James J. Barker

Lesson 5



  1. The apostle Paul was a great scholar. W.A. Criswell said, “He belonged to the rabbinical school of Gamaliel. He had gone to the university at Tarsus. He knew the classical Greek poets.”
  2. Paul had received the best education that his religion had to offer. He said in Acts 22:3, “I am verily a man which am a Jew, born in Tarsus, a city in Cilicia, yet brought up in this city at the feet of Gamaliel, and taught according to the perfect manner of the law of the fathers.”
  3. Yet despite his excellent education, Paul wrote in I Corinthians 2:4, “And my speech and my preaching was not with enticing words of man's wisdom, but in demonstration of the Spirit and of power.”
  4. Paul was depending upon the Holy Spirit – “And my speech and my preaching was…in demonstration of the Spirit and of power.”
  5. The people of Corinth did not need some new philosophy. They had enough philosophy, and it didn’t give them peace with God. The people of Corinth needed Christ, and so Paul preached the cross (1:18, 21; 2:4).
  6. And Paul preached the Gospel in “demonstration of the Spirit and of power” (2:4).
  7. This is man’s greatest need – the preaching of Jesus Christ, and Him crucified (2:2).
  8. David Brainerd was devoted to bringing the Gospel to the American Indians. He said, “I never got away from Jesus and him crucified, and I found that when my people were gripped by this great evangelical doctrine of Christ, and Him crucified, I had no need to give them instructions about morality. I found that one followed as the sure and inevitable fruit of the other.”




  1. Paul declared “the testimony of God” (2:1). Paul said in Acts 20:27, “For I have not shunned to declare unto you all the counsel of God.”
  2. This was Paul’s declaration. Paul’s emphasis was on the Gospel (2:2; cf. 1:17).
  3. There’s an old story about a man went to hear two preachers. He went to hear the first one on a Sunday morning, and then the second one in the evening.
  4. When he heard the first one, a world-famous preacher, he said, “What a great orator. What a marvelous speaker. What a glorious preacher.”
  5. Then when he heard the second one, he went away saying, “What a wonderful Savior! What a glorious Lord! What a marvelous Redeemer!”



  1. “For I determined…” (2:2).
  2. Paul was determined. He was beaten, stoned, imprisoned, and shipwrecked, but he kept on because he was determined (cf. II Cor. 6:4, 5; 11:23-28).
  3. Down through the years, there have been many other Christians with this same determination. David Livingstone said, “I will go anywhere, provided it be forward.”
  4. When we consider Paul’s determination, let us also remember Paul’s situation – “among you” (2:2). Paul was with them “in weakness, and in fear, and in much trembling” (2:3).
  5. Corinth was a very wicked city, but Paul was determined to see a church established there. Despite fierce opposition, “many of the Corinthians hearing believed, and were baptized” (Acts 18:8).
  6. The Lord appeared to Paul one night by a vision, and said to him, “Be not afraid, but speak, and hold not thy peace: For I am with thee, and no man shall set on thee to hurt thee: for I have much people in this city” (Acts 18:9, 10).
  7. “Much people”! In wicked Corinth! Paul had just arrived in town, but the Lord encouraged him – “I have much people in this city” (Acts 18:9, 10).
  8. After these encouraging words from our Lord, Paul continued there a year and six months, teaching the word of God among the Corinthians (Acts 18:11).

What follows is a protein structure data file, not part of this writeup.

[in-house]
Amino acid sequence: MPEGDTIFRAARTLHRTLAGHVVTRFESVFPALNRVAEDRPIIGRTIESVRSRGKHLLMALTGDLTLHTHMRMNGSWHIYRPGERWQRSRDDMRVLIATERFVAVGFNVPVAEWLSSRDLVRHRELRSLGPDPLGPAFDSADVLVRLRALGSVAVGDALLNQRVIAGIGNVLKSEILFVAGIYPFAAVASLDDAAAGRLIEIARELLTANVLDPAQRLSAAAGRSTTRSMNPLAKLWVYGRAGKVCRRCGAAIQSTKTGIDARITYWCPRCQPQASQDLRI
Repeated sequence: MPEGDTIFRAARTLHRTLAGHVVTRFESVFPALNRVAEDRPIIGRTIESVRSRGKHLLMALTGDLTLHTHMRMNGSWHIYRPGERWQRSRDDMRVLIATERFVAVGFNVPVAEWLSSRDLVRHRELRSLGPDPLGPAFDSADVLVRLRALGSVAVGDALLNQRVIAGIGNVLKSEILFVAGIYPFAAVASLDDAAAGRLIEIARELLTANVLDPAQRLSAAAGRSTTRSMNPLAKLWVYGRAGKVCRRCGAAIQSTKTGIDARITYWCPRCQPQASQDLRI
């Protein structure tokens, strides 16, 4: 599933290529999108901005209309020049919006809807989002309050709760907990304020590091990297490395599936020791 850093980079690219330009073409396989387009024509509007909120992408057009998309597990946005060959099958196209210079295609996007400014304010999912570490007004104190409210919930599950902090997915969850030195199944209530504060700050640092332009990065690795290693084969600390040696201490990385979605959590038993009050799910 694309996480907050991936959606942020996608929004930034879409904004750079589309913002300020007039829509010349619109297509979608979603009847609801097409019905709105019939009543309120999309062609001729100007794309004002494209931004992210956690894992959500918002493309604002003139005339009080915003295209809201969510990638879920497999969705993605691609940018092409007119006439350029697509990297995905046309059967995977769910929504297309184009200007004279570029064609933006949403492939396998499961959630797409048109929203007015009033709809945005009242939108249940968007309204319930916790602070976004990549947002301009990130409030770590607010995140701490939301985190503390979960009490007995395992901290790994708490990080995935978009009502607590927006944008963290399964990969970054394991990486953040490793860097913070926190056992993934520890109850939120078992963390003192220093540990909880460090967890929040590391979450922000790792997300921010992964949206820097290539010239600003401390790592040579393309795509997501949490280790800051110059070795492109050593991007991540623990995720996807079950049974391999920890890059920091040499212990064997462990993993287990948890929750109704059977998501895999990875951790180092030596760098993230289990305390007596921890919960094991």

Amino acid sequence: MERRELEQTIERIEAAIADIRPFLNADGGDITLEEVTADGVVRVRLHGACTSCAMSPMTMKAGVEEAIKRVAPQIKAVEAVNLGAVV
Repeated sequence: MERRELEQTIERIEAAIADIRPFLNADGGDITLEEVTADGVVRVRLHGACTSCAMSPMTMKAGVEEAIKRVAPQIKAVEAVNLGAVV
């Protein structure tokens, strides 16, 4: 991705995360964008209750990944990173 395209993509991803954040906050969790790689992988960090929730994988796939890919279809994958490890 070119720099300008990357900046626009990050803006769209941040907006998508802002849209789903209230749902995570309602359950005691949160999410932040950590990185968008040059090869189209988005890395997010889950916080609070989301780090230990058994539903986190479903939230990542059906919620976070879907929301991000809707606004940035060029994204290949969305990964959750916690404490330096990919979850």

1. When Paul preached the Gospel, he did not try to impress his listeners with great oratory. He did not try and use eloquent language or intellectual terminology (2:4).
  2. Paul’s speech and his preaching “was not with enticing words of man's wisdom, but in demonstration of the Spirit and of power” (2:4).
  3. I remember many years ago turning the radio to a certain station and an articulate man was preaching. He grabbed my attention because I found him interesting and even a little bit persuasive.
  4. However, after a few minutes I realized he was not preaching the Gospel. He was preaching a “different gospel,” a man-centered message. I later discovered that the preacher was Norman Vincent Peale of “Positive Thinking” fame.
  5. Someone said Paul is appealing, but Peale is appalling!
  6. Paul won people through the persuasive power of the Holy Spirit. It is “the power of God” (2:5).
  7. Back in 18th century England, there was a great Shakespearean actor named David Garrick. He said this about the evangelist George Whitefield, “It is truly wonderful to see what a spell this preacher often casts over an audience by proclaiming the simplest truths of the Bible.”
  8. One day Garrick said, “I’d give a hundred guineas (coins that were used in his day but are not used any more) to be able to say, ‘Oh!’ like George Whitefield!”
  9. In other words, Garrick was saying he’d pay good money – over $100 – if he could say “Oh!” like George Whitefield.
  10. But all the money in the world cannot buy the anointing of the Holy Spirit. Whitefield preached “in demonstration of the Spirit and of power” (2:4).



In his commentary on I Corinthians, J. Allen Blair writes, “In Acts 1:8 we read the words of our Lord: ‘Ye shall receive power, after that the Holy Ghost is come upon you.’ No one will ever have power until the Holy Ghost comes upon him. I know whereof I speak. There was a time in the early years of my ministry when it was difficult for me to prepare sermons because I faced the job in my own wisdom. I wanted to be profound. I mustered every trace of ability I possessed and poured it into sermons. As sermons go, they were not really bad; but behind them there was struggling, there was agonizing, without the joy of the Holy Ghost, without the liberty and power that only He can give” (Living Wisely).

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